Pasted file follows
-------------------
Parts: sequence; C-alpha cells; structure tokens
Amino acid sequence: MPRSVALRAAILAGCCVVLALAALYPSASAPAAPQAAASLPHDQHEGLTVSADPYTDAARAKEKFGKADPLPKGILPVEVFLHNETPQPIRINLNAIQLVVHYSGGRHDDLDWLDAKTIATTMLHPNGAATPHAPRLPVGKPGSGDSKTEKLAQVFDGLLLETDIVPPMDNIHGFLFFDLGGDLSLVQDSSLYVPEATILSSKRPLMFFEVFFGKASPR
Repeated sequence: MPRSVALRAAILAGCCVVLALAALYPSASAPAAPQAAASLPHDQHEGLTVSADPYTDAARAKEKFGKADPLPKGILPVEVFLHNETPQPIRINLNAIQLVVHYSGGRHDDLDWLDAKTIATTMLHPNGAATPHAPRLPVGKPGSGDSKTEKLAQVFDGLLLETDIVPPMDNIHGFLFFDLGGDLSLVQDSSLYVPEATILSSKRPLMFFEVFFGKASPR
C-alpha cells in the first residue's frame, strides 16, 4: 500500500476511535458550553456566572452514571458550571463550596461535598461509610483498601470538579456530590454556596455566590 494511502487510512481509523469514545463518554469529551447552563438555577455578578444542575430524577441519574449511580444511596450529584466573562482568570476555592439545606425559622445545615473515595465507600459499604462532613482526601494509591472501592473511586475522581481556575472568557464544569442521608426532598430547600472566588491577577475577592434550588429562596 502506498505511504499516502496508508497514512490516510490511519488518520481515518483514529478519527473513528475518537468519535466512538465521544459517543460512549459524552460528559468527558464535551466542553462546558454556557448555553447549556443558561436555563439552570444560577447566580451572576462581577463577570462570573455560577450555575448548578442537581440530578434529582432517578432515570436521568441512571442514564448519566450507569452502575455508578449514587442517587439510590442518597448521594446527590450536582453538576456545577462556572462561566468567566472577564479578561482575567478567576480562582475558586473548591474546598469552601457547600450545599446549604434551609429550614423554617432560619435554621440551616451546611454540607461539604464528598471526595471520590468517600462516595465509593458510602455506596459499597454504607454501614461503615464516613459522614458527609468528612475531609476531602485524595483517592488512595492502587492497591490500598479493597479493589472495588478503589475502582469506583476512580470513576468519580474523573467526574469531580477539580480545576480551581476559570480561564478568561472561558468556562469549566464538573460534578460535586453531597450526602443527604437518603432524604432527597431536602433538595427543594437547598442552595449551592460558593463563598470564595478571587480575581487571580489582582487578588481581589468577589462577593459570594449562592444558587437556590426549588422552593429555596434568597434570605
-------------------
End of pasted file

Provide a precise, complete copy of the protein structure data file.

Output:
Parts: sequence; C-alpha cells; structure tokens
Amino acid sequence: MPRSVALRAAILAGCCVVLALAALYPSASAPAAPQAAASLPHDQHEGLTVSADPYTDAARAKEKFGKADPLPKGILPVEVFLHNETPQPIRINLNAIQLVVHYSGGRHDDLDWLDAKTIATTMLHPNGAATPHAPRLPVGKPGSGDSKTEKLAQVFDGLLLETDIVPPMDNIHGFLFFDLGGDLSLVQDSSLYVPEATILSSKRPLMFFEVFFGKASPR
Repeated sequence: MPRSVALRAAILAGCCVVLALAALYPSASAPAAPQAAASLPHDQHEGLTVSADPYTDAARAKEKFGKADPLPKGILPVEVFLHNETPQPIRINLNAIQLVVHYSGGRHDDLDWLDAKTIATTMLHPNGAATPHAPRLPVGKPGSGDSKTEKLAQVFDGLLLETDIVPPMDNIHGFLFFDLGGDLSLVQDSSLYVPEATILSSKRPLMFFEVFFGKASPR
C-alpha cells in the first residue's frame, strides 16, 4: 500500500476511535458550553456566572452514571458550571463550596461535598461509610483498601470538579456530590454556596455566590 494511502487510512481509523469514545463518554469529551447552563438555577455578578444542575430524577441519574449511580444511596450529584466573562482568570476555592439545606425559622445545615473515595465507600459499604462532613482526601494509591472501592473511586475522581481556575472568557464544569442521608426532598430547600472566588491577577475577592434550588429562596 502506498505511504499516502496508508497514512490516510490511519488518520481515518483514529478519527473513528475518537468519535466512538465521544459517543460512549459524552460528559468527558464535551466542553462546558454556557448555553447549556443558561436555563439552570444560577447566580451572576462581577463577570462570573455560577450555575448548578442537581440530578434529582432517578432515570436521568441512571442514564448519566450507569452502575455508578449514587442517587439510590442518597448521594446527590450536582453538576456545577462556572462561566468567566472577564479578561482575567478567576480562582475558586473548591474546598469552601457547600450545599446549604434551609429550614423554617432560619435554621440551616451546611454540607461539604464528598471526595471520590468517600462516595465509593458510602455506596459499597454504607454501614461503615464516613459522614458527609468528612475531609476531602485524595483517592488512595492502587492497591490500598479493597479493589472495588478503589475502582469506583476512580470513576468519580474523573467526574469531580477539580480545576480551581476559570480561564478568561472561558468556562469549566464538573460534578460535586453531597450526602443527604437518603432524604432527597431536602433538595427543594437547598442552595449551592460558593463563598470564595478571587480575581487571580489582582487578588481581589468577589462577593459570594449562592444558587437556590426549588422552593429555596434568597434570605